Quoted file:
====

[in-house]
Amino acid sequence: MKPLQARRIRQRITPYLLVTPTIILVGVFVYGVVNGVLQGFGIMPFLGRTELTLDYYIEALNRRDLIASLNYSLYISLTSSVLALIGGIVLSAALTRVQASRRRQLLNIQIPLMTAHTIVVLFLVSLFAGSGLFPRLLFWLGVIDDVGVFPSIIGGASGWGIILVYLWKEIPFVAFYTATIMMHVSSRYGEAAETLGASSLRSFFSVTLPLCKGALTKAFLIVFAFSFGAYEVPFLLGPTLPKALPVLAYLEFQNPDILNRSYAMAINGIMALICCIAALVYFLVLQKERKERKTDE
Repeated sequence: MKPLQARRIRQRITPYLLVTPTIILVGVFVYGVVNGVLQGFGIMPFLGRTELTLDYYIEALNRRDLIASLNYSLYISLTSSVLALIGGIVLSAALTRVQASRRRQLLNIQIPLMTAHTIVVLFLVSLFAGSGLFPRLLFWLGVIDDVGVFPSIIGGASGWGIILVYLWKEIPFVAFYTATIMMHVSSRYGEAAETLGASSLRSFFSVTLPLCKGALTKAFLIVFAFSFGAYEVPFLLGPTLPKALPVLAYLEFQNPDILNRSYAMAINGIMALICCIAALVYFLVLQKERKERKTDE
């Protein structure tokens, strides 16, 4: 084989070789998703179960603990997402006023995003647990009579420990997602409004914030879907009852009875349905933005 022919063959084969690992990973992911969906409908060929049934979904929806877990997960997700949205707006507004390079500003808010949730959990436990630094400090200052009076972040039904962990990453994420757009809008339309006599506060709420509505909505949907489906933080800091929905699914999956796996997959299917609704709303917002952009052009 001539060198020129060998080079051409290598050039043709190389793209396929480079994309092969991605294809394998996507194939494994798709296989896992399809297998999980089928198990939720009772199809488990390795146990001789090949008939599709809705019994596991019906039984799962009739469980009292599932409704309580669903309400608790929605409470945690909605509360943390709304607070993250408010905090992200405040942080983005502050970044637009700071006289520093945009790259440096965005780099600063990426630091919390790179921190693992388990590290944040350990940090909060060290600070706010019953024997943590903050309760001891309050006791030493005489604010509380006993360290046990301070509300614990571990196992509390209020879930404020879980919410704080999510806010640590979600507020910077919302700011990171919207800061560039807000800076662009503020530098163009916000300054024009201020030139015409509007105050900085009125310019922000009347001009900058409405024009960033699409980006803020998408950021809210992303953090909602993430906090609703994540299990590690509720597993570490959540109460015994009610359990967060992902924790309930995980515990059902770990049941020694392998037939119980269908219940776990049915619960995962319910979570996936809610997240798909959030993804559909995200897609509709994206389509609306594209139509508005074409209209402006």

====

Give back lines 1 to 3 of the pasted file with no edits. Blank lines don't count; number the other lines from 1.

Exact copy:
[in-house]
Amino acid sequence: MKPLQARRIRQRITPYLLVTPTIILVGVFVYGVVNGVLQGFGIMPFLGRTELTLDYYIEALNRRDLIASLNYSLYISLTSSVLALIGGIVLSAALTRVQASRRRQLLNIQIPLMTAHTIVVLFLVSLFAGSGLFPRLLFWLGVIDDVGVFPSIIGGASGWGIILVYLWKEIPFVAFYTATIMMHVSSRYGEAAETLGASSLRSFFSVTLPLCKGALTKAFLIVFAFSFGAYEVPFLLGPTLPKALPVLAYLEFQNPDILNRSYAMAINGIMALICCIAALVYFLVLQKERKERKTDE
Repeated sequence: MKPLQARRIRQRITPYLLVTPTIILVGVFVYGVVNGVLQGFGIMPFLGRTELTLDYYIEALNRRDLIASLNYSLYISLTSSVLALIGGIVLSAALTRVQASRRRQLLNIQIPLMTAHTIVVLFLVSLFAGSGLFPRLLFWLGVIDDVGVFPSIIGGASGWGIILVYLWKEIPFVAFYTATIMMHVSSRYGEAAETLGASSLRSFFSVTLPLCKGALTKAFLIVFAFSFGAYEVPFLLGPTLPKALPVLAYLEFQNPDILNRSYAMAINGIMALICCIAALVYFLVLQKERKERKTDE